(i) on 27 November 2015 the Adnyamathanha traditional owners released a statement outlining their opposition to the nomination of Barndioota station to host a National Radioactive Waste facility with the statement detailing environmental conditions in the area, including flooding and yarta ngurra-ngurrandha (earthquakes and tremors), the importance of ground water and many mound springs close to the proposed site,

(ii) on 29 April 2016 press releases were issued from three different organisations that represent the Adnyamathanha traditional owners detailing their opposition to the nomination of Barndioota station,

(iii) the area is of cultural significance to Adnyamathanha,

(iv) Yappala was declared an Indigenous Protected Area (IPA) by the Federal Government in 2014,

(v) there is extensive archaeological evidence of occupation in the surrounding area, and

(vi) there has been a lack of consultation with Adnyamathanha; and

(b) calls on the Government to:

(i) acknowledge the opposition from the Adnyamathanha traditional owners, and

(ii) respect previous commitments on non-imposition and the importance of community consent, and remove the Barndioota site as a nominated site.

No Yes (strong) Not passed by a modest majority

19th Mar 2013, 3:50 PM – Senate Motions - Quinkan Rock Art Galleries - Protect from mining activities

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The majority voted against a motion introduced by Greens Senator Larissa Waters, which means that it was unsuccessful. The motion was:

That the Senate-

(a) notes that:

(i) Cape York's Quinkan region is home to rock art galleries and cultural sites of great cultural significance, with some sites dated to 30 000 years old,

(ii) much of this art and cultural heritage is not adequately protected and is open to mining exploration activities, and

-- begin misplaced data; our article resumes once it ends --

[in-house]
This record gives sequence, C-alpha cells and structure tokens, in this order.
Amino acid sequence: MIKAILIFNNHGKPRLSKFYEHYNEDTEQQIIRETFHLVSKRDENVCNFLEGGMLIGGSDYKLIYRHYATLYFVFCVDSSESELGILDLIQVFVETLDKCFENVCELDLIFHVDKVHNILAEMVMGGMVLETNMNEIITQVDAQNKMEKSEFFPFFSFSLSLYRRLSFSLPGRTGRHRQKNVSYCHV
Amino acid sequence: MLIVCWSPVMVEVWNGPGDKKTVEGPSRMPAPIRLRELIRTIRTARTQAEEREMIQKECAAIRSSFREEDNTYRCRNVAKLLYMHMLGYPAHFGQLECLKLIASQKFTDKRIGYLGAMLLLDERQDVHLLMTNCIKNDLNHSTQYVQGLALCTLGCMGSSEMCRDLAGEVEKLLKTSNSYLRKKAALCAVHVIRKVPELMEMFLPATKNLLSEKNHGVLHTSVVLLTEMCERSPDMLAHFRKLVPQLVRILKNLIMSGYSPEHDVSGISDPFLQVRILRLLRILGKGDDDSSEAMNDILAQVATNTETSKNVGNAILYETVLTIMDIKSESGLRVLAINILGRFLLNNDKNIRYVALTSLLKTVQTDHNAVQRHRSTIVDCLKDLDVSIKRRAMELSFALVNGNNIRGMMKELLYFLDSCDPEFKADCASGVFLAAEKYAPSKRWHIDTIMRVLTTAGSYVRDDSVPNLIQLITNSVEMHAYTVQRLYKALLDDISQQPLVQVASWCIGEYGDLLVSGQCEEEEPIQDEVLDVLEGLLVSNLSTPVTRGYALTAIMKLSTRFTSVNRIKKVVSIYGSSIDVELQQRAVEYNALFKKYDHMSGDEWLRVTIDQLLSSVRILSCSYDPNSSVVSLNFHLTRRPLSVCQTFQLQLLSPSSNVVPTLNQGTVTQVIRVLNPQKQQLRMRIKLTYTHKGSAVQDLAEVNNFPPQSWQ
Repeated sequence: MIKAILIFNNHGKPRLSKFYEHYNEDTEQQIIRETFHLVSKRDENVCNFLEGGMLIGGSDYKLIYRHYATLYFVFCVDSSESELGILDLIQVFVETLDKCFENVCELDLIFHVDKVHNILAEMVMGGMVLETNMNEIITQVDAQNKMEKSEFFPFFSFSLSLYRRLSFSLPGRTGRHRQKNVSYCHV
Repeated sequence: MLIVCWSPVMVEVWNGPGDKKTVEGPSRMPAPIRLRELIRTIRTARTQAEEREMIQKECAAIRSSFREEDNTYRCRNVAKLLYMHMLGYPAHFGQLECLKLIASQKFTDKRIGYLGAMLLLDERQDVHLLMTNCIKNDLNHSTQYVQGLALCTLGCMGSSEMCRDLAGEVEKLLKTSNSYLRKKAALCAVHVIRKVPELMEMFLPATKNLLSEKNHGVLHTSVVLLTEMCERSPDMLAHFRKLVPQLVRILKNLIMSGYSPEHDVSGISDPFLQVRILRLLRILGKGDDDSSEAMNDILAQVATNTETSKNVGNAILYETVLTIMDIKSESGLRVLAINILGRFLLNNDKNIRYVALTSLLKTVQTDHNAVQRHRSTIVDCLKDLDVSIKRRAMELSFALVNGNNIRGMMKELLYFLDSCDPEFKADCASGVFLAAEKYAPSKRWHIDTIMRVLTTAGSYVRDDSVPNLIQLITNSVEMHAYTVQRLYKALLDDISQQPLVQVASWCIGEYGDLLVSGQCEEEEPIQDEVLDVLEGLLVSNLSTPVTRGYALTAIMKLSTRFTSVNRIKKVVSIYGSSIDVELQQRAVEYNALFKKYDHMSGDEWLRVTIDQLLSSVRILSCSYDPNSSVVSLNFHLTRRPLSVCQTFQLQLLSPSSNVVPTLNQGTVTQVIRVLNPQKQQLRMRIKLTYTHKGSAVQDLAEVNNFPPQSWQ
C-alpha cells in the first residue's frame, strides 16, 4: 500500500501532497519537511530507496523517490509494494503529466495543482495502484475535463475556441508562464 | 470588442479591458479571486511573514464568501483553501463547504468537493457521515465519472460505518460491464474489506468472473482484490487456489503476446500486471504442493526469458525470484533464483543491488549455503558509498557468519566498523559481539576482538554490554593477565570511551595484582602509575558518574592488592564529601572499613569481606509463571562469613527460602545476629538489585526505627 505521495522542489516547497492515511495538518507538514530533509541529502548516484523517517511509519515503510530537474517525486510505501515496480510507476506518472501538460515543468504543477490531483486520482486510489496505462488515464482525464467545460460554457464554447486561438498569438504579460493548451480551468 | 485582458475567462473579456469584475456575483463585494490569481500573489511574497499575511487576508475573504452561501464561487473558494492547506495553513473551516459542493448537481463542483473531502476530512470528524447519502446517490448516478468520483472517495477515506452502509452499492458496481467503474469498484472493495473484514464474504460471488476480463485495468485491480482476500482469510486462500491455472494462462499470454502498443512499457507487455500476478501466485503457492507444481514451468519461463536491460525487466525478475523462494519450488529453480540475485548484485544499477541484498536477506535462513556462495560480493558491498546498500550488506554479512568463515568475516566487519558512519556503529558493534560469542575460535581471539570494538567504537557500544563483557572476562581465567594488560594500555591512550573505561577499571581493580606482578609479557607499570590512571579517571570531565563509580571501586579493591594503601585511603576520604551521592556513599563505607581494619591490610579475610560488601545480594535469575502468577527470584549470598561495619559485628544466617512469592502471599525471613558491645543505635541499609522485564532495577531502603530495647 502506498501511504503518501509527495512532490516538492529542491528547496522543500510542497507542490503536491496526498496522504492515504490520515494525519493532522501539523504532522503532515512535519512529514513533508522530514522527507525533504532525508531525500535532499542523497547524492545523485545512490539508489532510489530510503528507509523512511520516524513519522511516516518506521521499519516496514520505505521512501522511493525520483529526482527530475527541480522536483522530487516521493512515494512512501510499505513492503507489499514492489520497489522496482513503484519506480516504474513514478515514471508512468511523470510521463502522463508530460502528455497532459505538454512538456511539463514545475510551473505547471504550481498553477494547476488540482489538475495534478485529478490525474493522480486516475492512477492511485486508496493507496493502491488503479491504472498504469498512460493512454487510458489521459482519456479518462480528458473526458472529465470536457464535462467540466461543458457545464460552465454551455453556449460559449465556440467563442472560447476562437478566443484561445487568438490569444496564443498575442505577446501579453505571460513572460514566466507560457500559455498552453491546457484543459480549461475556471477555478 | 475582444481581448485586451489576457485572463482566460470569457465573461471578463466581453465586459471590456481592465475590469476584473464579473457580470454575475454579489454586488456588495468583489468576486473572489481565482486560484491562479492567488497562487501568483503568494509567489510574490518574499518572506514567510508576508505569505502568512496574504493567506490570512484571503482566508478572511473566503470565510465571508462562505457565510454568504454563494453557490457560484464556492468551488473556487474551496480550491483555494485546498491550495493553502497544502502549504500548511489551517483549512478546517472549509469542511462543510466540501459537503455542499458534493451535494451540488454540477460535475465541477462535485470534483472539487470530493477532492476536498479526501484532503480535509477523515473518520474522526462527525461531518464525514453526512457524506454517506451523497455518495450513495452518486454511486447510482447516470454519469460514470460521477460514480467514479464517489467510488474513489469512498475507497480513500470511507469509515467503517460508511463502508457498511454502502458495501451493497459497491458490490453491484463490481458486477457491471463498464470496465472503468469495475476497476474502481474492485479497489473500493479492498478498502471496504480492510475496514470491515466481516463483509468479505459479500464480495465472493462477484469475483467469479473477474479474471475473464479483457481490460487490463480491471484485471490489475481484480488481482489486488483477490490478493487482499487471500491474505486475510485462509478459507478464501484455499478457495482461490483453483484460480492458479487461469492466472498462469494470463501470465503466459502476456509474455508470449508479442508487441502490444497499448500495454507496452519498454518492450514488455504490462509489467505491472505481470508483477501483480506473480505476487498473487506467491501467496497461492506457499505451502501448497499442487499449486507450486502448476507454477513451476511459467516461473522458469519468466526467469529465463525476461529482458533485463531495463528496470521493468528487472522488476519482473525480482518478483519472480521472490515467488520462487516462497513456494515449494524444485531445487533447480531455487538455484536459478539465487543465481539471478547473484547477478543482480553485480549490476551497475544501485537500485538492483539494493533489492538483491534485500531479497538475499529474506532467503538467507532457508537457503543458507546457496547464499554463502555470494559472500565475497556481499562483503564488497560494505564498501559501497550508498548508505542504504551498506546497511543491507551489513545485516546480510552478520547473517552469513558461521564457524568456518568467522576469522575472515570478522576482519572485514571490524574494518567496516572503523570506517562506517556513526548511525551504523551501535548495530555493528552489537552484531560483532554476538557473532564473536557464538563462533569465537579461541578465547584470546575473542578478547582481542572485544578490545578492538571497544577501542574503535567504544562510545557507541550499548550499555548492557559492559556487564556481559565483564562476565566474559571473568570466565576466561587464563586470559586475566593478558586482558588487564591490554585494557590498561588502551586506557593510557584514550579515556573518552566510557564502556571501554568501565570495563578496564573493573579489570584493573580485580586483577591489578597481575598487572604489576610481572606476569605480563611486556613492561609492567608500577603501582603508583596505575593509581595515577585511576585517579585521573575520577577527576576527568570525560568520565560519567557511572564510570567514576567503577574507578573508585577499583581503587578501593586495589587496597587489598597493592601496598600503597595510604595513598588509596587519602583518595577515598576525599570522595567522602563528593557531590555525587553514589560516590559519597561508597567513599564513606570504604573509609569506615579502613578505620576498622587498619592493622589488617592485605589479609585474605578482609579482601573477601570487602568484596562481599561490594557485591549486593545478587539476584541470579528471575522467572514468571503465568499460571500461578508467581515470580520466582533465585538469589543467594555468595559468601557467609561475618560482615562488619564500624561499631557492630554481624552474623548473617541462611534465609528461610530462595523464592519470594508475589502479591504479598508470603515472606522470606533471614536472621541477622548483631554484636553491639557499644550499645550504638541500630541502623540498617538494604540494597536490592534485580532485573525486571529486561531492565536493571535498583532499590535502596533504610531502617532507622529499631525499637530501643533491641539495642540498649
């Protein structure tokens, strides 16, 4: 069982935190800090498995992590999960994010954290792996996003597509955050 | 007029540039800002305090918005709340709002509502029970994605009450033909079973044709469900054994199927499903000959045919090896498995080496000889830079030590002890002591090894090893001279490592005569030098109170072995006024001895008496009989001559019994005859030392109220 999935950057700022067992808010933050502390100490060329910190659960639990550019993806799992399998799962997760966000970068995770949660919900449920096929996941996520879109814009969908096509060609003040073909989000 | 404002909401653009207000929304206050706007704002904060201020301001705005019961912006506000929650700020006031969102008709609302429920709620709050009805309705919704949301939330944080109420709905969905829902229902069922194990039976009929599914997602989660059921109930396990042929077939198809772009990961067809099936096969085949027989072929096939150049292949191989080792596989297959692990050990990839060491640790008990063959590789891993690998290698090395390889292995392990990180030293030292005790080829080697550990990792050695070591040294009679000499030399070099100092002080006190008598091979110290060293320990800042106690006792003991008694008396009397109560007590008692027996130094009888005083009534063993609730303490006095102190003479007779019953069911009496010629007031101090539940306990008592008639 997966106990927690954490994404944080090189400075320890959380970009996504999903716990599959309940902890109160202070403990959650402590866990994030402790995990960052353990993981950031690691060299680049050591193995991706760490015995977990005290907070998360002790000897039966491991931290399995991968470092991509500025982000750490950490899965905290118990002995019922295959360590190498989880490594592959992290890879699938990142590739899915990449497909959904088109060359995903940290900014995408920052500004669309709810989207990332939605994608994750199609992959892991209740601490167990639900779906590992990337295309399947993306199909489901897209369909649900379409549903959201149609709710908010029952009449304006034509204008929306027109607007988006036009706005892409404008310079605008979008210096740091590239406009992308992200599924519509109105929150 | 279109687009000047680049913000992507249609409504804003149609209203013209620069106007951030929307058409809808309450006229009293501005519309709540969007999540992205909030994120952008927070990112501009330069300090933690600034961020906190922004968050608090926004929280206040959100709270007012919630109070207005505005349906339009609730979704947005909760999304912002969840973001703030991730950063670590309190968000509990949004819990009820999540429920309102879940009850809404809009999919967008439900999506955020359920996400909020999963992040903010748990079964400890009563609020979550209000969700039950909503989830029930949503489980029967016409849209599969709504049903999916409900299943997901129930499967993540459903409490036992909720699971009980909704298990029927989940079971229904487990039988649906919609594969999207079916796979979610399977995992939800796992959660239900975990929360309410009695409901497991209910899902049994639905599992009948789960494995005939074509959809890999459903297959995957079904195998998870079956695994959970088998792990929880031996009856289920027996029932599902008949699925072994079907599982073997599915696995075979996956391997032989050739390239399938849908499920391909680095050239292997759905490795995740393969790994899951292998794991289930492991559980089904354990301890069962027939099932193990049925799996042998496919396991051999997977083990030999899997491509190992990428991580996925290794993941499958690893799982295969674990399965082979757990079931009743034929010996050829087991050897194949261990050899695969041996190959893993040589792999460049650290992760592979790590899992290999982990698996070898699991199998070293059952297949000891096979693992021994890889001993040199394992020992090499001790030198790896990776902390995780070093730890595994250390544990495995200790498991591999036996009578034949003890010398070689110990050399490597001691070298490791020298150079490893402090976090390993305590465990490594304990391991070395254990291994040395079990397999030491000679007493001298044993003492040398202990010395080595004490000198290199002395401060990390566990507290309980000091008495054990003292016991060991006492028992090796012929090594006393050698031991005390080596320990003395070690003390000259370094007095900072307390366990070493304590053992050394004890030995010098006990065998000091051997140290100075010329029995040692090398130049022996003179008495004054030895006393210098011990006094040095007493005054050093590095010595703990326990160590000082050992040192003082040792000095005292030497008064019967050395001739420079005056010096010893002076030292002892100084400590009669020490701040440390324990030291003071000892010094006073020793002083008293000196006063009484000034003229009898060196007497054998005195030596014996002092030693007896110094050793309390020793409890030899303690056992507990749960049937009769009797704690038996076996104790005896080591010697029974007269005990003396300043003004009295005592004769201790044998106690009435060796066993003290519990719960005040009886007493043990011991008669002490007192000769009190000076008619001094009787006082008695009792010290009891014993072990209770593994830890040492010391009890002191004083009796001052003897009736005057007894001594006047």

(iii) the traditional owners of the Quinkan region want the Quinkan rock art galleries and surrounding cultural landscapes fully protected from mining exploration and other destructive activities, and support its inclusion in a World Heritage nomination for Cape York Peninsula; and

(b) calls on:

(i) the Queensland Government to refuse any mining exploration in the Quinkan rock art galleries until the area is declared a World Heritage Area, and

(ii) the Federal Government to step in to protect the Quinkan rock art galleries and surrounding cultural landscapes from all mining activities, until the area is declared a World Heritage Area in accordance with the wishes of the traditional owners.

No Yes (strong) Not passed by a modest majority

How "voted very strongly against" is worked out

The MP's votes count towards a weighted average where the most important votes get 50 points, less important votes get 10 points, and less important votes for which the MP was absent get 2 points. In important votes the MP gets awarded the full 50 points for voting the same as the policy, 0 points for voting against the policy, and 25 points for not voting. In less important votes, the MP gets 10 points for voting with the policy, 0 points for voting against, and 1 (out of 2) if absent.

Then, the number gets converted to a simple english language phrase based on the range of values it's within.

No of votes Points Out of
Most important votes (50 points)      
MP voted with policy 0 0 0
MP voted against policy 2 0 100
MP absent 0 0 0
Less important votes (10 points)      
MP voted with policy 0 0 0
MP voted against policy 2 0 20
Less important absentees (2 points)      
MP absent* 0 0 0
Total: 0 120

*Pressure of other work means MPs or Senators are not always available to vote – it does not always indicate they have abstained. Therefore, being absent on a less important vote makes a disproportionatly small difference.

Agreement score = MP's points / total points = 0 / 120 = 0.0%.

And then